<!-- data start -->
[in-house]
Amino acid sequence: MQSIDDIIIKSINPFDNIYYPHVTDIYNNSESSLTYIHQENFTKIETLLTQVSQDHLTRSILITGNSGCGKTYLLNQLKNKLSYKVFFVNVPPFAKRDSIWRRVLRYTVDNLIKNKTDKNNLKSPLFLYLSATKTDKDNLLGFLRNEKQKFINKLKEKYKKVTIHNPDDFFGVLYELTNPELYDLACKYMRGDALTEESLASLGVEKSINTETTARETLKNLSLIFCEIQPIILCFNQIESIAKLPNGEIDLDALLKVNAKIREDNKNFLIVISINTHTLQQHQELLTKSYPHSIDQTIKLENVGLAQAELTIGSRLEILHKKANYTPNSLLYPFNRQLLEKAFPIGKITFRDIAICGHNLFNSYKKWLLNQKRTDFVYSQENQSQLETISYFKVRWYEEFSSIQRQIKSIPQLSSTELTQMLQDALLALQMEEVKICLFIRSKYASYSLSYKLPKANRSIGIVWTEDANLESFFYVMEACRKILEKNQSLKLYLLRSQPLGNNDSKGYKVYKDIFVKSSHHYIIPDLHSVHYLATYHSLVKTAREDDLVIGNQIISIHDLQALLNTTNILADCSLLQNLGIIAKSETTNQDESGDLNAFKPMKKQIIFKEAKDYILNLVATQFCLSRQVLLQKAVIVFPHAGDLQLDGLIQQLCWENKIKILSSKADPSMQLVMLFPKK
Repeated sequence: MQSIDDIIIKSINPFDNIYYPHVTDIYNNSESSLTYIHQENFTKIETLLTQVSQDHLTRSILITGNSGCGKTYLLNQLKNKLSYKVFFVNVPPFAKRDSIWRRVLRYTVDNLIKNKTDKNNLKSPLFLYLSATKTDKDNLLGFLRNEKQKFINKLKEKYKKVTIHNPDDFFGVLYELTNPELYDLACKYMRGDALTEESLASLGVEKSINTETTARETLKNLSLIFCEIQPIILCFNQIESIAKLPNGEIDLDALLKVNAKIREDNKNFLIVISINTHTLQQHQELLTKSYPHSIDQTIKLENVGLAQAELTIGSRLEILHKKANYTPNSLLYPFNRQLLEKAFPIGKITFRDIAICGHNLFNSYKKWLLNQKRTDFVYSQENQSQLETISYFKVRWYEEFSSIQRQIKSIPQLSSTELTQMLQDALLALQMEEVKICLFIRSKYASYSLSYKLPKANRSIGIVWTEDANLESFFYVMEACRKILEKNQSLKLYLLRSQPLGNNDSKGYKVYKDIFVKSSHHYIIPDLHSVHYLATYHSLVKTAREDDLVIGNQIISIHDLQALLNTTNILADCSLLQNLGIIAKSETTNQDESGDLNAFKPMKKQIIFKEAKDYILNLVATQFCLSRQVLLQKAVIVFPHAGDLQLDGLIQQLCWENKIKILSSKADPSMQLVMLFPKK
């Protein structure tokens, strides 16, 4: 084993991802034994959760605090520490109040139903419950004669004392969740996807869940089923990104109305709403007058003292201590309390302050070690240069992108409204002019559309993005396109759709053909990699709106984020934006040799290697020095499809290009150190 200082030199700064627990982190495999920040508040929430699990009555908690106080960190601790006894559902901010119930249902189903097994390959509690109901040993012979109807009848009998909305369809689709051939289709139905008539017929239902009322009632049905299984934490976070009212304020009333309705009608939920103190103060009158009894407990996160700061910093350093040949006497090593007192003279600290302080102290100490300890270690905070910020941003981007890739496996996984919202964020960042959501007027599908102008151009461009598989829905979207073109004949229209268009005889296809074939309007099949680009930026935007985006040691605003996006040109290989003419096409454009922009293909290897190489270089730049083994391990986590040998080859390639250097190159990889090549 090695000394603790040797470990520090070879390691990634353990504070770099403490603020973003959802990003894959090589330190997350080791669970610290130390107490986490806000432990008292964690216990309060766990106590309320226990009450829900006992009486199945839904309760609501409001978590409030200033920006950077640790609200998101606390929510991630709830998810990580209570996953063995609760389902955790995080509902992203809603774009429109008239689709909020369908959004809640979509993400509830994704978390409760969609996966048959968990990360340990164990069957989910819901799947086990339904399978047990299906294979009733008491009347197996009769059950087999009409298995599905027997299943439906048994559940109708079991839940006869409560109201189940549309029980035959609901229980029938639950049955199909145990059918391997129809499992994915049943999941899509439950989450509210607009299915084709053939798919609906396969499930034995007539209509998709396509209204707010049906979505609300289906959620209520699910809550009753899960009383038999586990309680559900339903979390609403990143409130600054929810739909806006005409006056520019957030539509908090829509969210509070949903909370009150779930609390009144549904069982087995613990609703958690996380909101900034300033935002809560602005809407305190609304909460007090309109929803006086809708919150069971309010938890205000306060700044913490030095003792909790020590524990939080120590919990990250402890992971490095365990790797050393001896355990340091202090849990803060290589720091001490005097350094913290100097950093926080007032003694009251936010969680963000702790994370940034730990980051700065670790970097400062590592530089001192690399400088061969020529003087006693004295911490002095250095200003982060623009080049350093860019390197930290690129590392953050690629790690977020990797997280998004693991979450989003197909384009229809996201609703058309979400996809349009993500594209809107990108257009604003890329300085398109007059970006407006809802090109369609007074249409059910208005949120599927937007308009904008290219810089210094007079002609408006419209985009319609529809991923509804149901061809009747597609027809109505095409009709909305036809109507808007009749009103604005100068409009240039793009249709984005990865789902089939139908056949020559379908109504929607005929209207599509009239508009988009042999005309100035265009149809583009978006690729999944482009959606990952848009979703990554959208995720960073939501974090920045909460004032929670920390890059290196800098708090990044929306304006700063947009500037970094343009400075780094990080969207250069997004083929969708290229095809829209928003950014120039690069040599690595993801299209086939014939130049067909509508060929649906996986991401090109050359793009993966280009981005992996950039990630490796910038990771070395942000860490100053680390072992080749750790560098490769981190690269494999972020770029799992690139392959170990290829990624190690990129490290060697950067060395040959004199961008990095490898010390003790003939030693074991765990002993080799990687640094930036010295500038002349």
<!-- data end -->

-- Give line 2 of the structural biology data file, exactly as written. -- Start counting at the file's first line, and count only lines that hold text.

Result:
Amino acid sequence: MQSIDDIIIKSINPFDNIYYPHVTDIYNNSESSLTYIHQENFTKIETLLTQVSQDHLTRSILITGNSGCGKTYLLNQLKNKLSYKVFFVNVPPFAKRDSIWRRVLRYTVDNLIKNKTDKNNLKSPLFLYLSATKTDKDNLLGFLRNEKQKFINKLKEKYKKVTIHNPDDFFGVLYELTNPELYDLACKYMRGDALTEESLASLGVEKSINTETTARETLKNLSLIFCEIQPIILCFNQIESIAKLPNGEIDLDALLKVNAKIREDNKNFLIVISINTHTLQQHQELLTKSYPHSIDQTIKLENVGLAQAELTIGSRLEILHKKANYTPNSLLYPFNRQLLEKAFPIGKITFRDIAICGHNLFNSYKKWLLNQKRTDFVYSQENQSQLETISYFKVRWYEEFSSIQRQIKSIPQLSSTELTQMLQDALLALQMEEVKICLFIRSKYASYSLSYKLPKANRSIGIVWTEDANLESFFYVMEACRKILEKNQSLKLYLLRSQPLGNNDSKGYKVYKDIFVKSSHHYIIPDLHSVHYLATYHSLVKTAREDDLVIGNQIISIHDLQALLNTTNILADCSLLQNLGIIAKSETTNQDESGDLNAFKPMKKQIIFKEAKDYILNLVATQFCLSRQVLLQKAVIVFPHAGDLQLDGLIQQLCWENKIKILSSKADPSMQLVMLFPKK